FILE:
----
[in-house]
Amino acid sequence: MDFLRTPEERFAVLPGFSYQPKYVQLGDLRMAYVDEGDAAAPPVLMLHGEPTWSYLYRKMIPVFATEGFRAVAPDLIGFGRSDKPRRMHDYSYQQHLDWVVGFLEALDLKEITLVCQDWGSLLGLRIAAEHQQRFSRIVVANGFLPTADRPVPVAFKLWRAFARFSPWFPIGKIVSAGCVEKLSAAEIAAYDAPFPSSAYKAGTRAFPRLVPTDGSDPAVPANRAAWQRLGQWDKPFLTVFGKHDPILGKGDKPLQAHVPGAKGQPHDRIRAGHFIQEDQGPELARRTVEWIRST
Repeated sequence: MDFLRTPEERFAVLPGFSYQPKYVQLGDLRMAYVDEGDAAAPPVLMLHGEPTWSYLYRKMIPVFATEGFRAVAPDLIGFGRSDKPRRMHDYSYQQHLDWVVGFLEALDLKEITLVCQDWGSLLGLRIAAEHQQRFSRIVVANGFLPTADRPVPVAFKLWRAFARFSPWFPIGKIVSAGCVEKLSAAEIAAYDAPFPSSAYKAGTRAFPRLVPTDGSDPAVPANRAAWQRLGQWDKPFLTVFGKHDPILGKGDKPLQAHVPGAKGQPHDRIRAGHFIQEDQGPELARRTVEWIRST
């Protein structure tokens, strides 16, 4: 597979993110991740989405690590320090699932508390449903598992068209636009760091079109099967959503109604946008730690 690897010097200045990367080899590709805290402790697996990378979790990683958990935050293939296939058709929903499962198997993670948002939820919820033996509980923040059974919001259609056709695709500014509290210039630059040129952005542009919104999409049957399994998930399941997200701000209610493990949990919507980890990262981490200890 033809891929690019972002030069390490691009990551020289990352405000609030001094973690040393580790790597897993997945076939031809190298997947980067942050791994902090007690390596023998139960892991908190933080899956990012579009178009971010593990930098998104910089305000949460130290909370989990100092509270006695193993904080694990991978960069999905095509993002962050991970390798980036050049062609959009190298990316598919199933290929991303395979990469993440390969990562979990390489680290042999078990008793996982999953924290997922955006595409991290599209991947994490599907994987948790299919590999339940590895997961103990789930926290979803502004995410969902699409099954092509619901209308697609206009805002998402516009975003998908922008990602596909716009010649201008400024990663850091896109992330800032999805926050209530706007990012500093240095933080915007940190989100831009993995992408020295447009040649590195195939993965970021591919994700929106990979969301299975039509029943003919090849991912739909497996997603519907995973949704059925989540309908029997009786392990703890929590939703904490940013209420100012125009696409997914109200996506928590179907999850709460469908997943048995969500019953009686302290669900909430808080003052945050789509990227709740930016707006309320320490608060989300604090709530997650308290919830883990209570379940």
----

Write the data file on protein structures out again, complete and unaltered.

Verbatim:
[in-house]
Amino acid sequence: MDFLRTPEERFAVLPGFSYQPKYVQLGDLRMAYVDEGDAAAPPVLMLHGEPTWSYLYRKMIPVFATEGFRAVAPDLIGFGRSDKPRRMHDYSYQQHLDWVVGFLEALDLKEITLVCQDWGSLLGLRIAAEHQQRFSRIVVANGFLPTADRPVPVAFKLWRAFARFSPWFPIGKIVSAGCVEKLSAAEIAAYDAPFPSSAYKAGTRAFPRLVPTDGSDPAVPANRAAWQRLGQWDKPFLTVFGKHDPILGKGDKPLQAHVPGAKGQPHDRIRAGHFIQEDQGPELARRTVEWIRST
Repeated sequence: MDFLRTPEERFAVLPGFSYQPKYVQLGDLRMAYVDEGDAAAPPVLMLHGEPTWSYLYRKMIPVFATEGFRAVAPDLIGFGRSDKPRRMHDYSYQQHLDWVVGFLEALDLKEITLVCQDWGSLLGLRIAAEHQQRFSRIVVANGFLPTADRPVPVAFKLWRAFARFSPWFPIGKIVSAGCVEKLSAAEIAAYDAPFPSSAYKAGTRAFPRLVPTDGSDPAVPANRAAWQRLGQWDKPFLTVFGKHDPILGKGDKPLQAHVPGAKGQPHDRIRAGHFIQEDQGPELARRTVEWIRST
């Protein structure tokens, strides 16, 4: 597979993110991740989405690590320090699932508390449903598992068209636009760091079109099967959503109604946008730690 690897010097200045990367080899590709805290402790697996990378979790990683958990935050293939296939058709929903499962198997993670948002939820919820033996509980923040059974919001259609056709695709500014509290210039630059040129952005542009919104999409049957399994998930399941997200701000209610493990949990919507980890990262981490200890 033809891929690019972002030069390490691009990551020289990352405000609030001094973690040393580790790597897993997945076939031809190298997947980067942050791994902090007690390596023998139960892991908190933080899956990012579009178009971010593990930098998104910089305000949460130290909370989990100092509270006695193993904080694990991978960069999905095509993002962050991970390798980036050049062609959009190298990316598919199933290929991303395979990469993440390969990562979990390489680290042999078990008793996982999953924290997922955006595409991290599209991947994490599907994987948790299919590999339940590895997961103990789930926290979803502004995410969902699409099954092509619901209308697609206009805002998402516009975003998908922008990602596909716009010649201008400024990663850091896109992330800032999805926050209530706007990012500093240095933080915007940190989100831009993995992408020295447009040649590195195939993965970021591919994700929106990979969301299975039509029943003919090849991912739909497996997603519907995973949704059925989540309908029997009786392990703890929590939703904490940013209420100012125009696409997914109200996506928590179907999850709460469908997943048995969500019953009686302290669900909430808080003052945050789509990227709740930016707006309320320490608060989300604090709530997650308290919830883990209570379940």